selection from a photograph of Barry Lopez by Robert Miller
Fiction writing is one of the art forms that we do not discuss enough on The Art of the Rural, primarily because (at least at this point) none of our staff work in that field. We are very thankful, then, to have recently received word from Josh Wallaert, a poet, writer, and Assistant Editor of Places, about the journal's August fiction series. (Folks may remember our coverage of their slideshow for the extraordinary The Edge of Light: Wendover, by Brian Rosa and Adam Ryder.)
Simply put: Places is outstanding. Since 2009, it has been an open-acesss online publication; their mission to think in interdisciplinary terms about landscape, architecture and place stands as a shining example of how artists, academics and everyday readers can create meaningful dialogue and challenge our safe definitions of "rural" or "urban" space. To boot, the site is gorgeously designed and complete with a deep archive of materials and online features.
Given this, we are excited to pass along word of the fiction series at Places, with its impressive gathering of writers. Below I'll reprint the journal's introduction to two of the pieces Mr. Walleart suggested our readers would be most interested in, though there is a fascinating range of fiction to explore within the series. Enjoy:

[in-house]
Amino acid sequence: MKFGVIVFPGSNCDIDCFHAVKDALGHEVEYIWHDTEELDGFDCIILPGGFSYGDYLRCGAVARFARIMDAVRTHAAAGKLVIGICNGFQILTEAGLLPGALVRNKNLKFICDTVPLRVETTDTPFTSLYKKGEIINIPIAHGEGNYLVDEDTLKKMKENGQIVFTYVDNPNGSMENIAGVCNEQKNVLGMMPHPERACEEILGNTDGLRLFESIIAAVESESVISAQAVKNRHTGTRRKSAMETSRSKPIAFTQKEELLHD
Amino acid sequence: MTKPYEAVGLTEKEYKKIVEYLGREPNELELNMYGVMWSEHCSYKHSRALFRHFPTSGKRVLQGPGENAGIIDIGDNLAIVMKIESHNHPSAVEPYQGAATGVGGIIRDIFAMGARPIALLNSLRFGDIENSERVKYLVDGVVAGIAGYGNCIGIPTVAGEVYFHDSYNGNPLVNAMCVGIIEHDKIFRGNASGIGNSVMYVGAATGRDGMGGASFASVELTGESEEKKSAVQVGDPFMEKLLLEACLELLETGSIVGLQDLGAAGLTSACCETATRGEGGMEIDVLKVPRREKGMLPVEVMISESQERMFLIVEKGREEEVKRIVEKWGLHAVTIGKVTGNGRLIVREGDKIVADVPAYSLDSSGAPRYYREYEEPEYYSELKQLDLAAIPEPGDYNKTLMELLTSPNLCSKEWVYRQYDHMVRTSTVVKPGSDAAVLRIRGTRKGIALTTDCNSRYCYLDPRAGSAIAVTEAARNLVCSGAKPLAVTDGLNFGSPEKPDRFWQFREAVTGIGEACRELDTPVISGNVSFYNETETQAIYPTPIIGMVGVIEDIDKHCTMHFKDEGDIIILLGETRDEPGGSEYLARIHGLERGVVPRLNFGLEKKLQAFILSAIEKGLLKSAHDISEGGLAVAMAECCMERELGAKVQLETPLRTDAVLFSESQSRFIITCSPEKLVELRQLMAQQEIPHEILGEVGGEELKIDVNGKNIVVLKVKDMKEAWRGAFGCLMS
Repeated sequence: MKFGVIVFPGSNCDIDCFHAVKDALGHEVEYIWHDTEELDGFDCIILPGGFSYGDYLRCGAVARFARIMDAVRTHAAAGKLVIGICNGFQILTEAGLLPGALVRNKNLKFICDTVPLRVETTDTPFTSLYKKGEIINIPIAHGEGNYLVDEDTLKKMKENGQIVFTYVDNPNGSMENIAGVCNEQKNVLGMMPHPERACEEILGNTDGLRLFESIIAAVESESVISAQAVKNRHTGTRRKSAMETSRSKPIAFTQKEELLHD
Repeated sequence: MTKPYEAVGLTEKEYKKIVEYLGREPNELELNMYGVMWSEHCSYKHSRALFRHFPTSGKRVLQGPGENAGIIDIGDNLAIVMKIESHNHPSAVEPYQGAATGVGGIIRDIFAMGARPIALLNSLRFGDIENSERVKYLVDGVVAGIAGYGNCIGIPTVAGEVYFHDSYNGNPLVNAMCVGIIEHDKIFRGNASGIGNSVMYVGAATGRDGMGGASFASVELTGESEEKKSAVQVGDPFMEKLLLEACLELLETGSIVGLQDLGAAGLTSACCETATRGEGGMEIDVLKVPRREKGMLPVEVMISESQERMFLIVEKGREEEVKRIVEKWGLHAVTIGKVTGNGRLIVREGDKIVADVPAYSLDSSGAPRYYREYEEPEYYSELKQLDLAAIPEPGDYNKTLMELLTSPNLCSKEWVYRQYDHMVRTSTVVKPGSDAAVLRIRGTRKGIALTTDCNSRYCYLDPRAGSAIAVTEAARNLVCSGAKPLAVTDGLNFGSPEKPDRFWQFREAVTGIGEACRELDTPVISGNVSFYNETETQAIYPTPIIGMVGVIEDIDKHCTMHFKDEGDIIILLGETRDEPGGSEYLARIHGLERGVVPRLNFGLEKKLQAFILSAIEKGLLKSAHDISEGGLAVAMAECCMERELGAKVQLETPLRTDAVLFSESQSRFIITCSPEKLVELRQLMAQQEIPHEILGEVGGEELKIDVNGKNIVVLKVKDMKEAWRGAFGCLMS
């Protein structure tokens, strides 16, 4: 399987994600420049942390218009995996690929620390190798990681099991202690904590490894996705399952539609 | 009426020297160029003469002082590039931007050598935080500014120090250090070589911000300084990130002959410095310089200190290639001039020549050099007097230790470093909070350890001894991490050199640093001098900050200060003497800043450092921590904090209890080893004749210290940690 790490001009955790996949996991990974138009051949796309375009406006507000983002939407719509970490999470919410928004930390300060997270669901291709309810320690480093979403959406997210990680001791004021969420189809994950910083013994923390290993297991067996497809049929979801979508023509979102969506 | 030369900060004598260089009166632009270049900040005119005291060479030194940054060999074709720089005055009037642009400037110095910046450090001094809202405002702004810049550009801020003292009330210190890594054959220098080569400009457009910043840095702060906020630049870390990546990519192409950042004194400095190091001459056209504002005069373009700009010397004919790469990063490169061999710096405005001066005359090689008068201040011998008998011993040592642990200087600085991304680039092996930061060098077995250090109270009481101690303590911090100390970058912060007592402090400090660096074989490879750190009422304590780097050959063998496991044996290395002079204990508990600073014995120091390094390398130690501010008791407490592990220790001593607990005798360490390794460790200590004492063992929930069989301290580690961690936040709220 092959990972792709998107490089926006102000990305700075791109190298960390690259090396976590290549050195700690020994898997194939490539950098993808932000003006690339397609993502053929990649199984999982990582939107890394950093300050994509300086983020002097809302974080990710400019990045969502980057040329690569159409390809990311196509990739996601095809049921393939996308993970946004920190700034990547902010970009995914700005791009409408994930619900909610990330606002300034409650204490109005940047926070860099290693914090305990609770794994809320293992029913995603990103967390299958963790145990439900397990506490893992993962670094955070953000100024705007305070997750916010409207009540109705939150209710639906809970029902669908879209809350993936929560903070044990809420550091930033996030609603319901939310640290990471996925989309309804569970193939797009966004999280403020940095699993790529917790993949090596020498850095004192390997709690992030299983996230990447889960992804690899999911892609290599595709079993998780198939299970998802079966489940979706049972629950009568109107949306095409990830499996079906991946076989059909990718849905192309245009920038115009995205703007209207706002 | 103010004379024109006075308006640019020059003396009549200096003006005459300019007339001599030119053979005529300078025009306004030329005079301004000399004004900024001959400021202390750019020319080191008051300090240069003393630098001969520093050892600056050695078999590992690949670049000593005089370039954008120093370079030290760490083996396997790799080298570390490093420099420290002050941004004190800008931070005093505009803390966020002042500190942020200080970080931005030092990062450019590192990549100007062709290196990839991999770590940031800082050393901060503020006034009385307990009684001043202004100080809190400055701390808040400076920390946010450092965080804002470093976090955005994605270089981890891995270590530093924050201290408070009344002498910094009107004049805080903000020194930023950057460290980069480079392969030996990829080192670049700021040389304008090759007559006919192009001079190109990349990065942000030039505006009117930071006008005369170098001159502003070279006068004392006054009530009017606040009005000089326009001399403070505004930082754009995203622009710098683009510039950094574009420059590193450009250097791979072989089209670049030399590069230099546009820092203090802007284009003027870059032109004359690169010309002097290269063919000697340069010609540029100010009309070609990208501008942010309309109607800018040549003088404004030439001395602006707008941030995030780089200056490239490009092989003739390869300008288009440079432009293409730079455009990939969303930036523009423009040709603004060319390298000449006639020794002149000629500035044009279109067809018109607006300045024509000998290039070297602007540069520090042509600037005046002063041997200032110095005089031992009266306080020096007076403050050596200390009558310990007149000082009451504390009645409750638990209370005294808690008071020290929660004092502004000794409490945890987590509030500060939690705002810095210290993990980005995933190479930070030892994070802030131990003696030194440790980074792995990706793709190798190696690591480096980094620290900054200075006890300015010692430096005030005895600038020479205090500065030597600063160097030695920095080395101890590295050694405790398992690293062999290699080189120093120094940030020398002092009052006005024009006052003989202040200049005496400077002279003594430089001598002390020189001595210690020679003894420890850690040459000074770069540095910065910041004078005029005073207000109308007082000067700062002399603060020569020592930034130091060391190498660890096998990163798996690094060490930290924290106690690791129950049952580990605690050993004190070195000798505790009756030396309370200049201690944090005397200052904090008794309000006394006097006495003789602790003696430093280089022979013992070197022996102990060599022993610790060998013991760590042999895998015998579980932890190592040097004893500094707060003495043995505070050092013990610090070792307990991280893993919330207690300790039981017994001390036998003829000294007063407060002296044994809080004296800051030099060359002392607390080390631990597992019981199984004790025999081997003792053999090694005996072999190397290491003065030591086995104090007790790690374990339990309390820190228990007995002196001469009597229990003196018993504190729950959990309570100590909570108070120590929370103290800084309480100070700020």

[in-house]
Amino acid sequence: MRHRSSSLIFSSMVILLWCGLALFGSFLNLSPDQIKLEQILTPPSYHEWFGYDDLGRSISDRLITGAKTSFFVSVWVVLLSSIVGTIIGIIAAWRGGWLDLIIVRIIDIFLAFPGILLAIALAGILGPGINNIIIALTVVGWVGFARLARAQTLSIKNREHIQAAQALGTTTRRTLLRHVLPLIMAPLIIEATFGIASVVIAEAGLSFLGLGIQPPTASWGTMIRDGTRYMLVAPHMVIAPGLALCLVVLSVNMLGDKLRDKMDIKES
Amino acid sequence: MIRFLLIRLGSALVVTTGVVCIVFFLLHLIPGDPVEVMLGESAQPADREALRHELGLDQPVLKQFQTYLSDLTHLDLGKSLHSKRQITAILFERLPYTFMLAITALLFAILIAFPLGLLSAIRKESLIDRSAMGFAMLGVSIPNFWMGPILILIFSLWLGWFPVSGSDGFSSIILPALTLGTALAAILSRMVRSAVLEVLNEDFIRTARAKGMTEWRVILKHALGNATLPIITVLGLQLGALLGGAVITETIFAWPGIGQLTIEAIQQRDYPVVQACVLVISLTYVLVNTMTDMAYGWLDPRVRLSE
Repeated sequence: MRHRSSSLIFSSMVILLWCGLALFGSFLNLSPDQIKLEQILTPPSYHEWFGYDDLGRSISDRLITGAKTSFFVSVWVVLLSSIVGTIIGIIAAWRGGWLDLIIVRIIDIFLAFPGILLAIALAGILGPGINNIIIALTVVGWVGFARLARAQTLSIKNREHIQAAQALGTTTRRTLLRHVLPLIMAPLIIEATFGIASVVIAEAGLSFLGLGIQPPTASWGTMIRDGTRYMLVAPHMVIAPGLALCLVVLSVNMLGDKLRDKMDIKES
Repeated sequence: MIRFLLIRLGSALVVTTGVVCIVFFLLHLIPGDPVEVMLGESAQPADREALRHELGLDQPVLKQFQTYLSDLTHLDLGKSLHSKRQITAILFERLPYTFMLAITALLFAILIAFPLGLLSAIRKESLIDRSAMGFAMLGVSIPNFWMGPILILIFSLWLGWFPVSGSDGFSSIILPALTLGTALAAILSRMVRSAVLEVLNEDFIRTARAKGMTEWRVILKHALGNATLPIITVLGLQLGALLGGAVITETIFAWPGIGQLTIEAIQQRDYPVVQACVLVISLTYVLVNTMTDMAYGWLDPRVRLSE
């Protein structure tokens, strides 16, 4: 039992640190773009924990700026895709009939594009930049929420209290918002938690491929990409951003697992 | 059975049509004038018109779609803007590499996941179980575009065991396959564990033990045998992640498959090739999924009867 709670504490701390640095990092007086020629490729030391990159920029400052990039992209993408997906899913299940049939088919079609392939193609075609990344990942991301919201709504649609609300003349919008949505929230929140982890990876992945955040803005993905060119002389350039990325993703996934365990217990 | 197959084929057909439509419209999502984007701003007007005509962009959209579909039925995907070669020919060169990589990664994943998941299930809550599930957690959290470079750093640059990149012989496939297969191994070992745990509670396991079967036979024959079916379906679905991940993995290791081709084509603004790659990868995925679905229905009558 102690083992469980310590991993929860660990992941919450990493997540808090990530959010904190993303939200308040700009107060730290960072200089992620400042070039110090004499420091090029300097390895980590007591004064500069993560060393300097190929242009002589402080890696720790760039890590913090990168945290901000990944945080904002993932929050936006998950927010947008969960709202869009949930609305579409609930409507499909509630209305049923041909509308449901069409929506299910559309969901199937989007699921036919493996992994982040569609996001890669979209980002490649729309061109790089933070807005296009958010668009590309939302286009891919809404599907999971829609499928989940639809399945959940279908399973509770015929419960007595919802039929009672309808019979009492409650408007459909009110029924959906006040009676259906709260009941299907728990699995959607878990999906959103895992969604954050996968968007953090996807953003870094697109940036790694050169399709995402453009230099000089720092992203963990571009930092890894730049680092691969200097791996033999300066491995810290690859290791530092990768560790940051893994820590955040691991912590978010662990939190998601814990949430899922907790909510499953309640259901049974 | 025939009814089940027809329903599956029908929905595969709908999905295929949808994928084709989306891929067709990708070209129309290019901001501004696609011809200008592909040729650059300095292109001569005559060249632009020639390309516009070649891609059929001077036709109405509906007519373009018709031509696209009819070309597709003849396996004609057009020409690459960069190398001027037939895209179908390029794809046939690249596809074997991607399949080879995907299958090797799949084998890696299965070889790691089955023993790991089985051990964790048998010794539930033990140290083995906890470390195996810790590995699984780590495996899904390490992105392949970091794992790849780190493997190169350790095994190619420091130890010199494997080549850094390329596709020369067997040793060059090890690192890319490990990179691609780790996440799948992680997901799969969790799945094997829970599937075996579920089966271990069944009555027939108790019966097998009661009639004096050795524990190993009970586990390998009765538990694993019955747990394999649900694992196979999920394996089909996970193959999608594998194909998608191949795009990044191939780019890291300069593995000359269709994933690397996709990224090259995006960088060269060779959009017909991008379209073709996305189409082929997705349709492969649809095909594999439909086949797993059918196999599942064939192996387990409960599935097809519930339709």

"Dixon Marsh" by Barry Lopez:
In thirteen books of fiction and nonfiction, and the marvelous dictionary Home Ground, Barry Lopez has mapped new territory for environmental writers and located “a language for the American landscape.” Here, as we continue our August fiction series, Lopez follows field biologist Terrin Macdonald, with her dog and her semi-automatic pistol, into the Petersen Mountains on the Nevada-California border, where she has a strange encounter while collecting water samples at Dixon Marsh.
"No One Heard A Thing The Night The Chicken Died" by Urban Waite
In the spirit of August and the tradition of summer reading, Places will feature short stories throughout the month in which landscapes are central to mood and meaning. Urban Waite kicks off the series with a childhood adventure set on a family farm inside the urban boundary of Long Beach, California. When a golf course replaces the neighbors’ orange field, strange things come out of the grove and ominous signs appear in the sky.